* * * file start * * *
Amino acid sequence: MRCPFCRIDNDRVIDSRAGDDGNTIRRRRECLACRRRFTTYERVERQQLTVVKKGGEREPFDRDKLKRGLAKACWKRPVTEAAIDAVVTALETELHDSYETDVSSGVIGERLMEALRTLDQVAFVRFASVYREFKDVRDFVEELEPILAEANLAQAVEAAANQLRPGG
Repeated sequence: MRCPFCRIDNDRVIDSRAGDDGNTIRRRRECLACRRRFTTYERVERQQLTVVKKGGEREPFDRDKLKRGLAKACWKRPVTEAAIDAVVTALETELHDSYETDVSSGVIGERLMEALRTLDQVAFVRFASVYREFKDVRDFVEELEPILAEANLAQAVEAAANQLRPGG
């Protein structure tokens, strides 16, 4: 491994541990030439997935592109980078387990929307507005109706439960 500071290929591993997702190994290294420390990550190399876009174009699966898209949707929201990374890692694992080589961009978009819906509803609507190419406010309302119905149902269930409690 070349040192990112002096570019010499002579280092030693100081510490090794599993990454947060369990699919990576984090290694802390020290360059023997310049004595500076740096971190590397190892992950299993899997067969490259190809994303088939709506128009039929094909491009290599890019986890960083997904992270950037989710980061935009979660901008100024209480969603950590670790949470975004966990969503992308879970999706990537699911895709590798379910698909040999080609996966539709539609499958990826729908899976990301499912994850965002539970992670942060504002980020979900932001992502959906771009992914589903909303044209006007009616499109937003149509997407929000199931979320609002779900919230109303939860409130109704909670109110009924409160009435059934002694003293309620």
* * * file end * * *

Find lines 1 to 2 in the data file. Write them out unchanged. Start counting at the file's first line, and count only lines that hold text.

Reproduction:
Amino acid sequence: MRCPFCRIDNDRVIDSRAGDDGNTIRRRRECLACRRRFTTYERVERQQLTVVKKGGEREPFDRDKLKRGLAKACWKRPVTEAAIDAVVTALETELHDSYETDVSSGVIGERLMEALRTLDQVAFVRFASVYREFKDVRDFVEELEPILAEANLAQAVEAAANQLRPGG
Repeated sequence: MRCPFCRIDNDRVIDSRAGDDGNTIRRRRECLACRRRFTTYERVERQQLTVVKKGGEREPFDRDKLKRGLAKACWKRPVTEAAIDAVVTALETELHDSYETDVSSGVIGERLMEALRTLDQVAFVRFASVYREFKDVRDFVEELEPILAEANLAQAVEAAANQLRPGG